Mattia Merlini (Università degli Studi di Milano, Italy)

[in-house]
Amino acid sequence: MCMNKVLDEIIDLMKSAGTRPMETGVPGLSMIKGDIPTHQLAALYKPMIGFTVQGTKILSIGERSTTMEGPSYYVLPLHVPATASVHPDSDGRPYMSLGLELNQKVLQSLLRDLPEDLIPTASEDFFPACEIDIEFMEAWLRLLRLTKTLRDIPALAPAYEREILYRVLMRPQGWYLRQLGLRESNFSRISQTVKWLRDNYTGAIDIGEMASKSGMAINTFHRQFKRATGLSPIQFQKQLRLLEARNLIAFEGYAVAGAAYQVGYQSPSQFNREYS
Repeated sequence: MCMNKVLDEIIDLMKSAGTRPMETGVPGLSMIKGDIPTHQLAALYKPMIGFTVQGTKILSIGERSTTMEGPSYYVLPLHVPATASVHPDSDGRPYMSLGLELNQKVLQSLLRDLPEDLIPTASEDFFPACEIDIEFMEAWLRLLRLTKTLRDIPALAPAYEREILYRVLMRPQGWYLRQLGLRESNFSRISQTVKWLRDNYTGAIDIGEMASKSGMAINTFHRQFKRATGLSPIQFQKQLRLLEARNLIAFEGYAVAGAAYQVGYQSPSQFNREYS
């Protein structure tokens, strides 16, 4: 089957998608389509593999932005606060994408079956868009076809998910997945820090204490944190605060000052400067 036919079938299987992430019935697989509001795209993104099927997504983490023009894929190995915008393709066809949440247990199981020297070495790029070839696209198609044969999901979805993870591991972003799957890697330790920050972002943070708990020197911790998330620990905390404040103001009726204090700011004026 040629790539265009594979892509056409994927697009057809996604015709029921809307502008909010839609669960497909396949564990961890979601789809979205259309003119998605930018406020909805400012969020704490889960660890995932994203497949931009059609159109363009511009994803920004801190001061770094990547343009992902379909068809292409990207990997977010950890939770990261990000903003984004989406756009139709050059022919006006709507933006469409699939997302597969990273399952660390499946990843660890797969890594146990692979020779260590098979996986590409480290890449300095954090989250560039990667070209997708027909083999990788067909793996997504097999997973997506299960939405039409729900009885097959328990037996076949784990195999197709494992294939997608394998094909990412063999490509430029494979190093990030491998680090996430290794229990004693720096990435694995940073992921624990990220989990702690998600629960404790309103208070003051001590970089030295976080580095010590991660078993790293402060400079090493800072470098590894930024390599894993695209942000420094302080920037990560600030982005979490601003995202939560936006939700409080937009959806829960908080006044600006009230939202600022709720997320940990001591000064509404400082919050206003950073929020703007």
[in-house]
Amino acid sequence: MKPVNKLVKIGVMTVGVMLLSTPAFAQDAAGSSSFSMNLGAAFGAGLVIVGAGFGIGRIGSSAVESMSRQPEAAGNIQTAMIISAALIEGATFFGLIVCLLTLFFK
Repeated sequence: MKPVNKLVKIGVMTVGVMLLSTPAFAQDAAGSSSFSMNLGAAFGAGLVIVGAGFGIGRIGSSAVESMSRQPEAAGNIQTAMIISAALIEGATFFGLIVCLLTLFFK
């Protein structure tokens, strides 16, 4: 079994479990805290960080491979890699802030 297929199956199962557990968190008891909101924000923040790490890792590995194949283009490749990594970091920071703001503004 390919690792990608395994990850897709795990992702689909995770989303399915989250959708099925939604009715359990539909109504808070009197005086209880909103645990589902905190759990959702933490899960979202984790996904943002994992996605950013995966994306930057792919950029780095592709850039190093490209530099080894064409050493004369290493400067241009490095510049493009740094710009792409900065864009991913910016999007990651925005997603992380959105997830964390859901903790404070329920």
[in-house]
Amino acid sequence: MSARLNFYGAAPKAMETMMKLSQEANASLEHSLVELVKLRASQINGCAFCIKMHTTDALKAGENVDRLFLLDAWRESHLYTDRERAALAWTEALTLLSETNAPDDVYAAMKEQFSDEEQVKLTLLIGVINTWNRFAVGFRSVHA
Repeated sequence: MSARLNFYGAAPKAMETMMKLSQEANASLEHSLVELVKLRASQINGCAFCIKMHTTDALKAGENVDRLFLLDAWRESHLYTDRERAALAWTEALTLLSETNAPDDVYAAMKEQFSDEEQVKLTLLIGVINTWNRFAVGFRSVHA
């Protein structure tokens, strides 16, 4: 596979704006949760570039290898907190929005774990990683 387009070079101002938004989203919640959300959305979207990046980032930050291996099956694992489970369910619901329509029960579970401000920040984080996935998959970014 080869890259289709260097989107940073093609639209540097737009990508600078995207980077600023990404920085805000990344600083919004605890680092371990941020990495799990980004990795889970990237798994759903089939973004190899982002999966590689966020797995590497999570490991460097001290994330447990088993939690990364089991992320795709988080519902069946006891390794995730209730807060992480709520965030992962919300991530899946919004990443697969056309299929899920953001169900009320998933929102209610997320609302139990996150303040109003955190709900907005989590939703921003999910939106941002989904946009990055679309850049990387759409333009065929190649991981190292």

Progressive rock has always been seen as a mainly British phenomenon: all the major bands from the genre – like King Crimson, Genesis, Yes, ELP and many others – are British (and English in particular). Yet prog was indeed a «many-headed beast» (Anderton 2010), and its form has changed a lot through time and space. Today, despite many important artists still being British (Steven Wilson, Anathema, Haken, TesseracT), it seems hard to conceive prog as a British phenomenon. But wasn’t it always the case? My paper argues that the stereotype that associated prog music with the British world, and especially with the most popular form of progressive rock developed there – symphonic progressive rock – played an important role in the promotion of an historiography that firmly puts an end to the history of prog around 1976-1977. The main actors of such an ‘assisted suicide’ were, along with the stereotypes, the critics willing to follow the popularity of punk. But if we look just outside British symphonic prog, we still find many masterpieces being released during the ‘latency years’ situated between the supposed death of prog and its rebirth in the Eighties (with neoprogressive). Yet it is impossible not to notice that things were changing, in a way that led us to the present situation of progressive. In facts, the ‘death’ of prog triggered the birth (if we may call it like this) of two rival breeds of progressive music: neoprogressive and post-progressive. What concepts can help us to understand the map of this complex area of popular music? Deconstructing the ‘death’ of classic prog and getting rid of stereotypes can help us to better understand the ‘birth’ of contemporary prog, in all of its contradictions and paradoxes.